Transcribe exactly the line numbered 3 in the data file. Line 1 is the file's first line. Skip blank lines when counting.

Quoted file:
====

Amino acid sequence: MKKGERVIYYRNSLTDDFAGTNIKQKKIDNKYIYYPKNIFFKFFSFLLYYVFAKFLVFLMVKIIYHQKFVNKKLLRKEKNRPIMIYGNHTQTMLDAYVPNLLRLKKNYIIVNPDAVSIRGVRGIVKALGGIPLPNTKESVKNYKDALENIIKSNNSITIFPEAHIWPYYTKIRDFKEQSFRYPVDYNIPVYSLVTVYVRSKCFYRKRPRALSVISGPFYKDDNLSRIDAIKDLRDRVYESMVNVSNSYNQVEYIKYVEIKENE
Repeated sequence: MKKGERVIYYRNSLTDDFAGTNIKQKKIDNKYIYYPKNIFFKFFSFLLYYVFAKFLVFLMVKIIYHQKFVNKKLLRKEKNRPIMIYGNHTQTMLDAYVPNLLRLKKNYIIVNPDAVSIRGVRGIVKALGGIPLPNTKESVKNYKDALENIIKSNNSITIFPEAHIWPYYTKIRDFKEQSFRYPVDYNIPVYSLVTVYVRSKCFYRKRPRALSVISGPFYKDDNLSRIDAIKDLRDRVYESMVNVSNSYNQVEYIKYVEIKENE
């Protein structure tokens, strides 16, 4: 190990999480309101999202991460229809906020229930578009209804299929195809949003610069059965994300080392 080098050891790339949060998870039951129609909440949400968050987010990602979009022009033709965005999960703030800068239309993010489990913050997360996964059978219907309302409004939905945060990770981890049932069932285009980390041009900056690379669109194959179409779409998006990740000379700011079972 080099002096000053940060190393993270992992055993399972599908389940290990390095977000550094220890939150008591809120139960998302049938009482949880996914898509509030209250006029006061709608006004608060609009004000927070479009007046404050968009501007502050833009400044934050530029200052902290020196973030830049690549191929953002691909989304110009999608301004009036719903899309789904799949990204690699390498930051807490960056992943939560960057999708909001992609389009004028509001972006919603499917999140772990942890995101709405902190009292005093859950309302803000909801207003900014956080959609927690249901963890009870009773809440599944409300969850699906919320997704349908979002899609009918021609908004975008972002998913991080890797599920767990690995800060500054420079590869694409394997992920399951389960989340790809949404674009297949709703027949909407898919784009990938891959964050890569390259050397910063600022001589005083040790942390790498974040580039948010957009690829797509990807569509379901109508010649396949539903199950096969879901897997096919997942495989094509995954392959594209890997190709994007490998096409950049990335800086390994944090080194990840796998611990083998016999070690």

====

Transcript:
């Protein structure tokens, strides 16, 4: 190990999480309101999202991460229809906020229930578009209804299929195809949003610069059965994300080392 080098050891790339949060998870039951129609909440949400968050987010990602979009022009033709965005999960703030800068239309993010489990913050997360996964059978219907309302409004939905945060990770981890049932069932285009980390041009900056690379669109194959179409779409998006990740000379700011079972 080099002096000053940060190393993270992992055993399972599908389940290990390095977000550094220890939150008591809120139960998302049938009482949880996914898509509030209250006029006061709608006004608060609009004000927070479009007046404050968009501007502050833009400044934050530029200052902290020196973030830049690549191929953002691909989304110009999608301004009036719903899309789904799949990204690699390498930051807490960056992943939560960057999708909001992609389009004028509001972006919603499917999140772990942890995101709405902190009292005093859950309302803000909801207003900014956080959609927690249901963890009870009773809440599944409300969850699906919320997704349908979002899609009918021609908004975008972002998913991080890797599920767990690995800060500054420079590869694409394997992920399951389960989340790809949404674009297949709703027949909407898919784009990938891959964050890569390259050397910063600022001589005083040790942390790498974040580039948010957009690829797509990807569509379901109508010649396949539903199950096969879901897997096919997942495989094509995954392959594209890997190709994007490998096409950049990335800086390994944090080194990840796998611990083998016999070690």